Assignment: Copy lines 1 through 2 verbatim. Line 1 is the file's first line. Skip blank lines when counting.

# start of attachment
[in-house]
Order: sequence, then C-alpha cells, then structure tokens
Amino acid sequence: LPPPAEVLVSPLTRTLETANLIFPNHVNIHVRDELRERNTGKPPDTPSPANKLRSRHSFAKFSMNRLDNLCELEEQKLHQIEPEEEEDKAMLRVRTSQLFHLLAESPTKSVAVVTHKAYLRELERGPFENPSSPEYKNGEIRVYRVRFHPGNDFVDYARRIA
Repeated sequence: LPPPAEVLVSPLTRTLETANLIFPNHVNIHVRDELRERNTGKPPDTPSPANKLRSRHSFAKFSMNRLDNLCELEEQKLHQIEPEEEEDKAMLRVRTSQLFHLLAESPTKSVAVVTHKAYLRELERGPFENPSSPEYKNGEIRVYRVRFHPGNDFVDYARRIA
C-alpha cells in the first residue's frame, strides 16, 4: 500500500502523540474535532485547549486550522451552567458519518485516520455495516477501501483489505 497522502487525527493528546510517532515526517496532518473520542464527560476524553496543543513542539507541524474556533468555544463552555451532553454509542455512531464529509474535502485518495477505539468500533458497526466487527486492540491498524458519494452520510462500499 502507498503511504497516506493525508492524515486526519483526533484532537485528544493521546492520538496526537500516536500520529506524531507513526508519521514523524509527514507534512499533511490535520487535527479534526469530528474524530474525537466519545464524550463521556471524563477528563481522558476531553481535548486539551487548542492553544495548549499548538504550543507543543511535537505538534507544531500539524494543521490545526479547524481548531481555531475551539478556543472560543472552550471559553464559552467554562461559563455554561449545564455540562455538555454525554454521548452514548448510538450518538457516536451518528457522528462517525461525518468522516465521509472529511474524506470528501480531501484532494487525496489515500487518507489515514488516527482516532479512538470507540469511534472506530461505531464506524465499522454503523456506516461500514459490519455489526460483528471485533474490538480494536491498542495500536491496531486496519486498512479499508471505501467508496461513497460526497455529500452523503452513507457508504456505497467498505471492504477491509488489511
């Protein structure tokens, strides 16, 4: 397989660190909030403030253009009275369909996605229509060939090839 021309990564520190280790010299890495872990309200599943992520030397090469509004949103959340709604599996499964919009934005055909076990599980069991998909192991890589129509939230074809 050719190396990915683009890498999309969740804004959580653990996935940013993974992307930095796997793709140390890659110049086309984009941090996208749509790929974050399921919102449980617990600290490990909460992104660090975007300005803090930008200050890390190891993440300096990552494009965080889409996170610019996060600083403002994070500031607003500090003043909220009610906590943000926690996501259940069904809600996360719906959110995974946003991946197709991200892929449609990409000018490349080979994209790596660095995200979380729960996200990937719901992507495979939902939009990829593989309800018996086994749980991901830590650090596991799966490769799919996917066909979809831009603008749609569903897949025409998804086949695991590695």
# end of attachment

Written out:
[in-house]
Order: sequence, then C-alpha cells, then structure tokens